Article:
High-resolution grayscale image hidden in a laser beam
Research output: Contribution to journal › Article › peer-review
Colleges, School and Institutes
- Heriot-Watt University
Images perceived by human eyes or recorded by cameras are usually optical patterns with spatially varying intensity or color profiles. In addition to the intensity and color, the information of an image can be encoded in a spatially varying distribution of phase or polarization state. Interestingly, such images might not be able to be directly viewed by human eyes or cameras because they may exhibit highly uniform intensity profiles. Here, we propose and experimentally demonstrate an approach to hide a high-resolution grayscale image in a square laser beam with a size of less than half a millimeter. An image with a pixel size of 300 × 300 nm is encoded into the spatially variant polarization states of the laser beam, which can be revealed after passing through a linear polarizer. This unique technology for hiding grayscale images and polarization manipulation provides new opportunities for various applications, including encryption, imaging, optical communications, quantum science and fundamental physics.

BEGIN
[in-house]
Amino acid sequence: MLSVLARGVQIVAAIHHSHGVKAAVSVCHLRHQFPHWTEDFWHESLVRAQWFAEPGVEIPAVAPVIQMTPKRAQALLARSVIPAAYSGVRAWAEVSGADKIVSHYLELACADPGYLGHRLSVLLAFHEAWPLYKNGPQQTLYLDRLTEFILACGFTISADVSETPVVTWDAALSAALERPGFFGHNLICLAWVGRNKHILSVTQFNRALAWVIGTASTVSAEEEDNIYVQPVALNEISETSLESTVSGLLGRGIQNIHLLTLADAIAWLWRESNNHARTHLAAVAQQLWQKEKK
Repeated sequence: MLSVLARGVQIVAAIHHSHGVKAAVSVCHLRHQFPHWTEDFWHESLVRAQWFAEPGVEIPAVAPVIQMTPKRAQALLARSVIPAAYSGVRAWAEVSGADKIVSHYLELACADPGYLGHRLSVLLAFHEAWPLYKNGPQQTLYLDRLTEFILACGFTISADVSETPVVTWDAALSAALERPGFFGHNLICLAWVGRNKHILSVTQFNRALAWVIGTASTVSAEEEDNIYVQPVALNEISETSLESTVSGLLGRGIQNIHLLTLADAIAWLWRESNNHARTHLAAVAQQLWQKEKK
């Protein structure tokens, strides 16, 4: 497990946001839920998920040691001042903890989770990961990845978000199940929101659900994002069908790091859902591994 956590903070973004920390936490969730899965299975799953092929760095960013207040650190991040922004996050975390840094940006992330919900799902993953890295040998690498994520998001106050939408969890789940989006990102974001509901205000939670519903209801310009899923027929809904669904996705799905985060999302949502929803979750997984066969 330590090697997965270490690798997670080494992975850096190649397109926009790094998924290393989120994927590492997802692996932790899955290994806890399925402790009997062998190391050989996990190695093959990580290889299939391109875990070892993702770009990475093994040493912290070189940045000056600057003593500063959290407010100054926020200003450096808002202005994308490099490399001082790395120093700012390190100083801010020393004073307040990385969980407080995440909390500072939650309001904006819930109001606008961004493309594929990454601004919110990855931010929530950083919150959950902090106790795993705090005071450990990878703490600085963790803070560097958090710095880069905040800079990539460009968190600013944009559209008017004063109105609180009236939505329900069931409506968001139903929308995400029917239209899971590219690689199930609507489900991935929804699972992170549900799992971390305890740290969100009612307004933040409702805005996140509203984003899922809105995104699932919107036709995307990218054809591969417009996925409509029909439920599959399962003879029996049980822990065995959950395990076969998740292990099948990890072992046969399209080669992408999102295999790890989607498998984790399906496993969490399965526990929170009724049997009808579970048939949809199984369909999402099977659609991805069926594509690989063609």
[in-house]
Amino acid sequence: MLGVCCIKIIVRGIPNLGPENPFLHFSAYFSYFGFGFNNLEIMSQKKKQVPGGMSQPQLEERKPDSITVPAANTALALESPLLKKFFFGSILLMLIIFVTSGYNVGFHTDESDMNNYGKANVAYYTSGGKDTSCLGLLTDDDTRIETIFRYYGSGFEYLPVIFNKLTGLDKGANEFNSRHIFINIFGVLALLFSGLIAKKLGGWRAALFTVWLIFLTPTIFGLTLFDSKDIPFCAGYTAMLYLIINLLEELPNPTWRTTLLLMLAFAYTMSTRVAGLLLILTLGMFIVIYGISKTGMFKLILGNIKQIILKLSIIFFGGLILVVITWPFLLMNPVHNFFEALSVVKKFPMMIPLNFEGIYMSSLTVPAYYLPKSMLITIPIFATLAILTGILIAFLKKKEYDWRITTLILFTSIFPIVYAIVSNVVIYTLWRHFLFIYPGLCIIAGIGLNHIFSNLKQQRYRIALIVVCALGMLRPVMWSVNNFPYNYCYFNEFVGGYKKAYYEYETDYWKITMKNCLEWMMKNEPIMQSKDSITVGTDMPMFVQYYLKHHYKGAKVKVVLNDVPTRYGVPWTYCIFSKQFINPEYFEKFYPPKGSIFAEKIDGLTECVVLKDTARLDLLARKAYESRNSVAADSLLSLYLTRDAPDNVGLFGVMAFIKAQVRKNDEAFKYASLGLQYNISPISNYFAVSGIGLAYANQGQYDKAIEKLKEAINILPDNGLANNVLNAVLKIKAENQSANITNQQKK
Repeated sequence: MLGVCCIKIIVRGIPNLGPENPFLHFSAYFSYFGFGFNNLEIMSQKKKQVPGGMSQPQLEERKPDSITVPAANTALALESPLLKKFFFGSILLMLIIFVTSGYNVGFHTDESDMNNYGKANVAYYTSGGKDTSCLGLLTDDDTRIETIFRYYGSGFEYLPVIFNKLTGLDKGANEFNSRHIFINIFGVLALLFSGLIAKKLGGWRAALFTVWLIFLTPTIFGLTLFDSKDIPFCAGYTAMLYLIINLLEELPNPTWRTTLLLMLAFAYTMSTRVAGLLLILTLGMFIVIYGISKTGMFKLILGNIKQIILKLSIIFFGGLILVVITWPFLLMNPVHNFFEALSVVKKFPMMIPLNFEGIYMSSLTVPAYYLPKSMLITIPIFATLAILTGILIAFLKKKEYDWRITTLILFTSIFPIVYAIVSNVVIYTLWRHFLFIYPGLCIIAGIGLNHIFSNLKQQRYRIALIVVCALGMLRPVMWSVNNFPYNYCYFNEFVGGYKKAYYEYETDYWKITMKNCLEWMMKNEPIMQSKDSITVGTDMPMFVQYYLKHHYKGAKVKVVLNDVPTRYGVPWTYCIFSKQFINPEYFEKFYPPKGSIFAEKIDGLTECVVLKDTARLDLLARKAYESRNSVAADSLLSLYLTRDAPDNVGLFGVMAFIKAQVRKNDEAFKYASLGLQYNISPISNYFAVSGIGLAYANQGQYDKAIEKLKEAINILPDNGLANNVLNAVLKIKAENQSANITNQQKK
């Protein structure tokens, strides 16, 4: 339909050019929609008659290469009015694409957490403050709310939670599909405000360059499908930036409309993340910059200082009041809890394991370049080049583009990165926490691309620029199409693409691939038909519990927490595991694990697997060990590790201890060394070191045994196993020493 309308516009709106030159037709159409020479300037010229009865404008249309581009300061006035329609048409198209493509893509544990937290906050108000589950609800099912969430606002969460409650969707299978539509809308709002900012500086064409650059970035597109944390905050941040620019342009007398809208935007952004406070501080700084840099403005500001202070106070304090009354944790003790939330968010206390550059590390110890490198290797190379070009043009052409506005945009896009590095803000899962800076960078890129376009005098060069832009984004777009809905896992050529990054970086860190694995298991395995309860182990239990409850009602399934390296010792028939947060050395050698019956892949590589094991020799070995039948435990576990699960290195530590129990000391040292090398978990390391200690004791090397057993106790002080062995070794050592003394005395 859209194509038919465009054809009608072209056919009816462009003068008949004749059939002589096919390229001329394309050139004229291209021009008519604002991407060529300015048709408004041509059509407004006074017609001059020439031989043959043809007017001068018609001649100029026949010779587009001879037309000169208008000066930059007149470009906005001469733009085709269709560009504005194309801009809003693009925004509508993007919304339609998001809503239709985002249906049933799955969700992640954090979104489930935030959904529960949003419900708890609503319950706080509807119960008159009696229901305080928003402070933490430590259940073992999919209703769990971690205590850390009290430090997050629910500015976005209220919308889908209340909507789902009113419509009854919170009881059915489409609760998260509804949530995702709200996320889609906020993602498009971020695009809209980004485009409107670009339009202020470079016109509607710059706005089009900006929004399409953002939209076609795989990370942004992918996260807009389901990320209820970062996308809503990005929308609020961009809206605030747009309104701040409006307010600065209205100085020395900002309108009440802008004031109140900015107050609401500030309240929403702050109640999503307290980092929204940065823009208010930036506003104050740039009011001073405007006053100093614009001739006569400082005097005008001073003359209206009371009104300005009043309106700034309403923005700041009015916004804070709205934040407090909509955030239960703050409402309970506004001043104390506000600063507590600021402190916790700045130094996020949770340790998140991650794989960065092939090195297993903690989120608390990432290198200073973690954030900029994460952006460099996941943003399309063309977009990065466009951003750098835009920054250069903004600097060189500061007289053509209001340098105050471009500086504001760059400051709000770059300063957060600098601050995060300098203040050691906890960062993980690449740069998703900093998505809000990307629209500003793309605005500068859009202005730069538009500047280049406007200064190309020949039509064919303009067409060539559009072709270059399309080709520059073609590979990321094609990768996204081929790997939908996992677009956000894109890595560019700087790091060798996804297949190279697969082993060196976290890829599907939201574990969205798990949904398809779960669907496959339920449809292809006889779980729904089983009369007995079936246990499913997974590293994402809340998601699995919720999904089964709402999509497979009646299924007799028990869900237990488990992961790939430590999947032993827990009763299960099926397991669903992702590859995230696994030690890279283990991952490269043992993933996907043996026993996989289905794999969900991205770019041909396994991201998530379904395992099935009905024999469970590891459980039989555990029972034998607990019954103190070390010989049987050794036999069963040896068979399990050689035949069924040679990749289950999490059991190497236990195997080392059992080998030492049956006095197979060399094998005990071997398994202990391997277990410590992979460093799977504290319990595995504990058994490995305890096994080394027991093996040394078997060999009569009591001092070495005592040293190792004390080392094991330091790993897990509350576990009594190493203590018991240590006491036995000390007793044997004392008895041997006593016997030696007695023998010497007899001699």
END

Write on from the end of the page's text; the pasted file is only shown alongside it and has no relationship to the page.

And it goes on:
|Journal||Light: Science & Applications|
|Publication status||Published - 26 Jan 2018|
- greyscale image , metasurface , polarization manipulation